New York City’s first cross-laminated timber (CLT) building is rising in Brooklyn: Frame 283 – a five story residential building built according to Passive House standards by Loadingdock5. It is a pioneering project that required special permissions, as the use of CLT is not yet allowed in NYC.
Timber in NYC – then and now
NYC has a vast amount of industrial buildings from the 19th century built with heavy timber structures, including the old warehouses in Chelsea with their large-span wooden roof structures that nowadays host some of the world’s most famous galleries. But so far timber hasn’t gotten a lot of use in contemporary large scale projects. In 2015, SHoP Architects won the U.S. Tall Wood Building Prize for a 10-story building close to the High Line, but as the NYC building code currently only allows a maximum of six stories for mass timber buildings, it remains unbuilt. Recently though the first two mass timber buildings – built with NLT (nail laminated timber) – opened in Williamsburg / Brooklyn, reviving a more than century old tradition of this building method.
Innovative energy-conscious architects meet creative start-up developers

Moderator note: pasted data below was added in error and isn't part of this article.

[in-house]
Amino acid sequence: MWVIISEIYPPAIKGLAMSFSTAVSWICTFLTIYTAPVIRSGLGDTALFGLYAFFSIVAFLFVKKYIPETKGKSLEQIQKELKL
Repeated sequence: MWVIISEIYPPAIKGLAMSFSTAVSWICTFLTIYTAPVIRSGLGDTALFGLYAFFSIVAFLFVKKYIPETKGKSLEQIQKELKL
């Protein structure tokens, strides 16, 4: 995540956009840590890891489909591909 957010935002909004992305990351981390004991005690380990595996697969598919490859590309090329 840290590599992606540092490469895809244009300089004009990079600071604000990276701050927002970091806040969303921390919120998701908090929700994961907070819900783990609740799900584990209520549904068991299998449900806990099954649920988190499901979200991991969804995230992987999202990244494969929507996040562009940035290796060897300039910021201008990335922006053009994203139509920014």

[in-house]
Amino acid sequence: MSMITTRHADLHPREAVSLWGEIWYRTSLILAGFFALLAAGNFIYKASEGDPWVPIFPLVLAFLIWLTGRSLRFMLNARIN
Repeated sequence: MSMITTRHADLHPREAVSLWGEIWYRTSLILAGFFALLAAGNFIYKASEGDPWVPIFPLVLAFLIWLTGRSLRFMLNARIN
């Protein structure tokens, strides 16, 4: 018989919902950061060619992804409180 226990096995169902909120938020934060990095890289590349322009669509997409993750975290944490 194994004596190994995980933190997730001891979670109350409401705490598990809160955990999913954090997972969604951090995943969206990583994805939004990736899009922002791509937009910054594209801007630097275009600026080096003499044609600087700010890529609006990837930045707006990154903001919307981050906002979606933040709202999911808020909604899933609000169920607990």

In the case of Frame 283, Fred and Joanne Wilson, newcomer developers from the start-up world paired up with Loadingdock5 with the goal to set an example for a sustainable building with a low carbon footprint. The architects Sam Bargetz and Werner Morath of Loadingdock5, both originally from Austria, who have been working on innovative and energy-conscious projects in and around NYC since 2004 got the developers excited about the use of CLT for their first project.
Frame 283 is Loadingdock5’s sixth project featuring their signature exterior corridors – which double as generous outdoor spaces – spanning across the south-facing façade. The deep balconies shade the glass façade in the summer and the use of CLT for the floorplates and balconies is a smart way to naturally avoid thermal loss between the interior and exterior without expensive detailing. For the exterior walls and elevator shafts that need to be executed in noncombustible material, an insulated concrete form system was used, providing a contemporary contrast to the wooden structure.
As the city is expected to adapt its regulations to allow CLT by 2020, this building is likely to be a forerunner of a resurgence of mass timber buildings. One other CLT building is already under construction and the team of Frame 283 is busy planning their second project together – just around the corner from the first.